The original sin of the government eating unbanned apples with borrowed money has led to increasing external account deficits such as trade and current account deficits. The havoc wrought by the overvalued Pak Rupee for most of our 75 year history on our imports should be evident. Our consumption in FY22 was nearly 100% of GDP. Since GDP is the sum of consumption, investment and net exports (i.e. exports minus imports), the impact of our investment to GDP ratio of 15.1 pc is completely offset by the negative gap between exports and imports in the national income accounts!
The microeconomic causes of the investments include several legal and institutional impediments which have been described in detail in a special section of the State Bank’s 2019 fiscal year annual report; they make for heartbreaking reading and are almost impossible to summarize. This report indicates that the investment policies read like an “attraction document”.
Lily: Compare economic performance
When investors want to invest, they find that laws governing investment are different from policy documents. For example, the Investment Policy 2013 differs in its scope, including various rights, requirements, dispute resolution and expropriation, from what is legally available to investors in the Foreign Private Investment Act 1976 and the Economic Reform Protection Act 1992. not only does the actual investment environment fall short of the promises made in the policy document, but “successful” investors must brave a myriad of operational hurdles. This applies to both domestic and international investors.
In the case of foreign direct investment, bilateral treaties form a crucial agreement that establishes the terms and conditions of the investment. These treaties are also not fully consistent with national laws and regulations. The result is that the dispute settlement mechanism is weak and the risk of expropriation, monetary inconvertibility and political violence is the highest in Pakistan among Bangladesh, India, Sri Lanka, Malaysia and the Vietnam. A few high-profile cases of international investment disputes before the London Court of International Arbitration have made the environment in Pakistan less conducive to FDI.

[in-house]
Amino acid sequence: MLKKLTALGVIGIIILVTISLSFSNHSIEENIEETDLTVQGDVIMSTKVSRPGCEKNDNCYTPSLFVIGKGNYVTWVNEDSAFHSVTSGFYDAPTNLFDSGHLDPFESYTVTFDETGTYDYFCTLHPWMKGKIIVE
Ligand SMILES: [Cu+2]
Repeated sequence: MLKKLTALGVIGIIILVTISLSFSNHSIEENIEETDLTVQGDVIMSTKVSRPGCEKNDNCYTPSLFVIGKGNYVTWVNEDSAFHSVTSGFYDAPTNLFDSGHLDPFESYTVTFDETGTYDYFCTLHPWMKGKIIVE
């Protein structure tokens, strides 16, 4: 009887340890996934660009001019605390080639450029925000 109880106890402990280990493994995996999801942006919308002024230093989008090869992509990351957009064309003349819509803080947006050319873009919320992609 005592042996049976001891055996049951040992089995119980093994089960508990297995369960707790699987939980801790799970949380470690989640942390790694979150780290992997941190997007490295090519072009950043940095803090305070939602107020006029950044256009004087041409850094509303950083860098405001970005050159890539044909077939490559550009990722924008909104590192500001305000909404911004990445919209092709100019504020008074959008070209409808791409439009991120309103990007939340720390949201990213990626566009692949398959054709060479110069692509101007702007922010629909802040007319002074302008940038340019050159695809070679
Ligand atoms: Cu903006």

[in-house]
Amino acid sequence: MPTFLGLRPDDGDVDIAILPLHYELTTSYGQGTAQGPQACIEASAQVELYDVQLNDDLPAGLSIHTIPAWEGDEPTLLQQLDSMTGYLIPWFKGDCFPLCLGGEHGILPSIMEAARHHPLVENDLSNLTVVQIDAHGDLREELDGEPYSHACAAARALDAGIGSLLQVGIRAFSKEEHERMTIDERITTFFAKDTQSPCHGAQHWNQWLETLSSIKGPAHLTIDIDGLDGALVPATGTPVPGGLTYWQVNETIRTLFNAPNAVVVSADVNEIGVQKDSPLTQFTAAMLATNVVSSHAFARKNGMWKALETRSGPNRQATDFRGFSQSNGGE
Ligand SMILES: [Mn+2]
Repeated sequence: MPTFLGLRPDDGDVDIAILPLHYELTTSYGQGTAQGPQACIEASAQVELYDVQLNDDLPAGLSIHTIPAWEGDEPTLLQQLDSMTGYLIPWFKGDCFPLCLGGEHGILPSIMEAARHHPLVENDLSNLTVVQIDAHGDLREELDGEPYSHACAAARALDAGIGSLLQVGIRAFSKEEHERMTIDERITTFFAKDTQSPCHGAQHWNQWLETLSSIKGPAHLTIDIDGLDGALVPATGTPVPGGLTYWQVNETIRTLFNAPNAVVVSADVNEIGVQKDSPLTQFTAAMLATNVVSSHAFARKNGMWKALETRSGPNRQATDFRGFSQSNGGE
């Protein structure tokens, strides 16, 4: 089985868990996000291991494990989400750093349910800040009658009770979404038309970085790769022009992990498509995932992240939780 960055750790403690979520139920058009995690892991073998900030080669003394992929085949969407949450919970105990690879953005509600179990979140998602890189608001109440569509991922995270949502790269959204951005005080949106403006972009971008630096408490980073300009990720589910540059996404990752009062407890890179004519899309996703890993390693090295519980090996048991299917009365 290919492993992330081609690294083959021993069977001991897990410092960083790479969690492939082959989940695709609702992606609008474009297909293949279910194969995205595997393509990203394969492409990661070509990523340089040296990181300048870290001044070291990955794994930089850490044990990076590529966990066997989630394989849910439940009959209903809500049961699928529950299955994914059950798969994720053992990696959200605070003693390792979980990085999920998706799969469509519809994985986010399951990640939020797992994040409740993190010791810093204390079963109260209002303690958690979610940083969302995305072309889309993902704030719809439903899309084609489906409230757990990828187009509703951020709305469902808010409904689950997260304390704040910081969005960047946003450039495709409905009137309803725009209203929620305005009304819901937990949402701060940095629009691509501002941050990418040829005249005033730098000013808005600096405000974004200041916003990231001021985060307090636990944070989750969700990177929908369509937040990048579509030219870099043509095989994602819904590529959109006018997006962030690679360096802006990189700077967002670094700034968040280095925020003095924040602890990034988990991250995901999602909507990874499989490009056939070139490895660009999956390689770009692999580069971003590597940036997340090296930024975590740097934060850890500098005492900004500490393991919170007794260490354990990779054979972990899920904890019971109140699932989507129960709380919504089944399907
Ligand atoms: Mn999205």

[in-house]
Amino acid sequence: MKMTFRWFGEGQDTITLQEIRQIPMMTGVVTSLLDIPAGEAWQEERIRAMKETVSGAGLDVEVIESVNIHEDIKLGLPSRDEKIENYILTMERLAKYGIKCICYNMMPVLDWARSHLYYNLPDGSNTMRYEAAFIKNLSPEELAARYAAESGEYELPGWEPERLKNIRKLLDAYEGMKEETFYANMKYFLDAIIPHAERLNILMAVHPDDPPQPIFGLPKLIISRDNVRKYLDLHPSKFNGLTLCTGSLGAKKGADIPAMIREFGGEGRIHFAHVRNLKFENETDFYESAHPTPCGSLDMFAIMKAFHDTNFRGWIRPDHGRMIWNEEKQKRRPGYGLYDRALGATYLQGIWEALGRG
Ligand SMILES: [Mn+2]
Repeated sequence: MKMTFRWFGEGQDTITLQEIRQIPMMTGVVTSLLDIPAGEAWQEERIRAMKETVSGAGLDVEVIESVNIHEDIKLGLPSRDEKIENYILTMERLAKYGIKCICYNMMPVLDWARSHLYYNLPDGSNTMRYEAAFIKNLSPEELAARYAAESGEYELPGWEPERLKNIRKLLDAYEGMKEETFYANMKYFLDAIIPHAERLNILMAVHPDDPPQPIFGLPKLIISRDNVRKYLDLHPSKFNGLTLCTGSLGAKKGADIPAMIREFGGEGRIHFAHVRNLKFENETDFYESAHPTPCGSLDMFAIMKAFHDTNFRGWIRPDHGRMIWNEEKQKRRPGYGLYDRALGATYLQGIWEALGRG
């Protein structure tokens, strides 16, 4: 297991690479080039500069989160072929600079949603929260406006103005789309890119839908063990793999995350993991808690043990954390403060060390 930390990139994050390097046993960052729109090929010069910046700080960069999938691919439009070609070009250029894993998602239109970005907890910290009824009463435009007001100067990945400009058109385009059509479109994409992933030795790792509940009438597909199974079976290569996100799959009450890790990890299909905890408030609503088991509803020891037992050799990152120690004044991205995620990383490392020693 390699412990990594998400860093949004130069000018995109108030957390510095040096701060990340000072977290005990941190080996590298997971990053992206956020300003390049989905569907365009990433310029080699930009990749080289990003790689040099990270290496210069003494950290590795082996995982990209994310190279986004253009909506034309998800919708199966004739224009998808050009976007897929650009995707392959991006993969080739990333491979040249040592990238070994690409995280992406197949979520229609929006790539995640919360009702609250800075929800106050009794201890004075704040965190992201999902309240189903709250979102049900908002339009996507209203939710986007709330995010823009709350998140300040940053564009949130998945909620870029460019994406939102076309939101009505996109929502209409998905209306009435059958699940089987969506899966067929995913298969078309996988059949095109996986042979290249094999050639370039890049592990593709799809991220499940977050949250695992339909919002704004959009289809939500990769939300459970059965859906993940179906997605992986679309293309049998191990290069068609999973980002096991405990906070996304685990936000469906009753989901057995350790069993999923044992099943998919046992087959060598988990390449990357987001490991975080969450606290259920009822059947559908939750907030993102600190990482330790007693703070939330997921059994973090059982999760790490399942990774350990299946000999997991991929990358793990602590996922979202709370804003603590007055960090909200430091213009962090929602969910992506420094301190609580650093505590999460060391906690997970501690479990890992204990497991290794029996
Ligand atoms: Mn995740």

This is just an overview of the various obstacles to investment, as well as political uncertainty, described in detail in the cited report. The main constraint to investment is the complex political environment of our country, fluctuating between pseudo-democracy and dictatorships.
Pseudo-democracies are democracies known to be tainted by the establishment, making it difficult to establish who is really in charge of government. In this regard, it can be argued that pseudo-democracies are inferior to dictatorships. In this political scenario, the priorities are unlikely to be conducive to investment, growth and development. However, any configuration can easily bring national laws, investment policies and bilateral treaties into compliance. Doing just that will go a long way to increasing our investments and our economic potential.
The author is a former Deputy Governor of the State Bank of Pakistan.
Posted in Dawn, September 8, 2022